ASUS ROG Ally Beats Intel-based MSI Claw In Early Gaming Tests

Although official reviews of the MSI Claw are pending, certain Chinese media sources have acquired early samples, enabling a direct comparison with ASUS handheld. The ROG Ally emerges as the perfect counterpart to the Claw, boasting identical screen size, resolution, and a 16GB LPDDR5-6400 memory configuration.

Anticipation is high for this comparison, considering that MSI and ASUS typically compete in diverse PC component markets. Chinese media carried out several game tests, recognizing the challenge of comparing two distinct devices. While having multiple test runs per benchmark would be ideal, early footage only offers glimpses and single runs, potentially not fully showcasing the performance of both systems.

The tests covered varied power levels, a critical aspect when evaluating handheld devices. Both companies provide convenient TDP profile switches, enabling users to customize performance according to the game’s demands or the available battery life. The Claw’s larger battery theoretically has the potential to provide extended gaming time or support a higher TDP with the same battery life. The system can operate at a 40W TDP level (though in practice, it hovers between 35 and 40 watts).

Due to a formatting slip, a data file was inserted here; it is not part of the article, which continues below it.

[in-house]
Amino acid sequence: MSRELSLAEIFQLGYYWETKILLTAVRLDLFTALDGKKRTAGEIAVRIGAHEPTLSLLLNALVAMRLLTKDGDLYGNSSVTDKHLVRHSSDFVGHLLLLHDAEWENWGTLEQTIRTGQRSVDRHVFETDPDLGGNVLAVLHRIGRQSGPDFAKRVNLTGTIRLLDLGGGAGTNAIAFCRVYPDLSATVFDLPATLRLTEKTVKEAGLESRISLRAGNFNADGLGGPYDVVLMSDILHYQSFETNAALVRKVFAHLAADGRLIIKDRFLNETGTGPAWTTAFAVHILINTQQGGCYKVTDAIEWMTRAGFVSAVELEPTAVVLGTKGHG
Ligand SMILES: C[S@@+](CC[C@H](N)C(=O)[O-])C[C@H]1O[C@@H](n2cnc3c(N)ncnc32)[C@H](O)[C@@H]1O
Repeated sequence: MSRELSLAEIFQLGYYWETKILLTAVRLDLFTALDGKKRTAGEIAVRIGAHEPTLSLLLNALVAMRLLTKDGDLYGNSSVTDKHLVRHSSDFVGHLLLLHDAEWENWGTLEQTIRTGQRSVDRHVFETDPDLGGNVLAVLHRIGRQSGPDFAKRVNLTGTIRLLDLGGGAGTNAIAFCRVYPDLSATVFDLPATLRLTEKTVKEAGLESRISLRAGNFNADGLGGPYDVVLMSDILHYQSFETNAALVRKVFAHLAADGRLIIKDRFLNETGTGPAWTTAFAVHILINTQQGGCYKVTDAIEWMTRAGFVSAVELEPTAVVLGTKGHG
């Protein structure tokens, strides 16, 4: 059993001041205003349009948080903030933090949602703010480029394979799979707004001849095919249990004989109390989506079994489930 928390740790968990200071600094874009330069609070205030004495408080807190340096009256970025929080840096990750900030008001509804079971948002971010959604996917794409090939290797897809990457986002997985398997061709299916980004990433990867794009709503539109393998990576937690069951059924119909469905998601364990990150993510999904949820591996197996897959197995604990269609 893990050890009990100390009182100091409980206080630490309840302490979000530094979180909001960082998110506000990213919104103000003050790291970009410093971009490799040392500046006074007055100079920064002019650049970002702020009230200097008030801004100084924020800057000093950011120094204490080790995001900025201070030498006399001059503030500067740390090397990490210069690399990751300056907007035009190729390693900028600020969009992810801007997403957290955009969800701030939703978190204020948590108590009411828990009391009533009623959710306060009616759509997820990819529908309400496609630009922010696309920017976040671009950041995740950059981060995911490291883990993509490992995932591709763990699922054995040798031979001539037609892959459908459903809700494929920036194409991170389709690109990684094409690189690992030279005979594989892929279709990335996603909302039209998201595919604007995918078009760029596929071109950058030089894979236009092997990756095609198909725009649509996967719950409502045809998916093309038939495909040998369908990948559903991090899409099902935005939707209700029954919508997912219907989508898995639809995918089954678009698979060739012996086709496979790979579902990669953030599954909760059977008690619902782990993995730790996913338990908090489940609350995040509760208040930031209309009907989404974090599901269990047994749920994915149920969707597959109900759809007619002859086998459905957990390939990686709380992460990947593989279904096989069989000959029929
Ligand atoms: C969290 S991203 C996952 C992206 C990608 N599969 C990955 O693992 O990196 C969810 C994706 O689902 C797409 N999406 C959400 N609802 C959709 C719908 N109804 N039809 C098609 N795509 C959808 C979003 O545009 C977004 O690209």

During the Shadow of the Tomb Raider test, the Claw doesn’t exhibit superior performance compared to the ROG Ally. As per a Bilibili creator’s assessment, the system lags behind at four distinct power levels: 15W, 20W, 25W, and the maximum TDP (40W for the Claw and 30W for the Ally).

Purportedly equipped with the Core i5 Ultra 135H processor and an integrated Arc GPU with 7 Xe-Cores, this setup incorporates 2 CPU cores and 1 Xe-Core fewer than the Core i7 Ultra 155H. Despite the relatively minor variations in specifications, a performance disparity was noted in a test, particularly in Cyberpunk 2077.

During this test, the average FPS was documented as 22.53 for the 135H variant and 29.78 for the 155H variant. Regrettably, the reviewer did not consistently showcase the benchmark result screen.

It’s crucial to acknowledge that reviewers may have used drivers distinct from those available upon the official release of the product. Intel appears to be granting access to their Arc GPU drivers for the Meteor Lake series, regardless of the specific product, facilitating the execution of these tests.


Both reviews incorporate a comprehensive comparison of controller setups, screens, and speaker configurations. It’s certainly worth examining if you have an interest. We anticipate a distinct embargo lift for international media at some point, with the product set to be released in early April.

Via Videocardz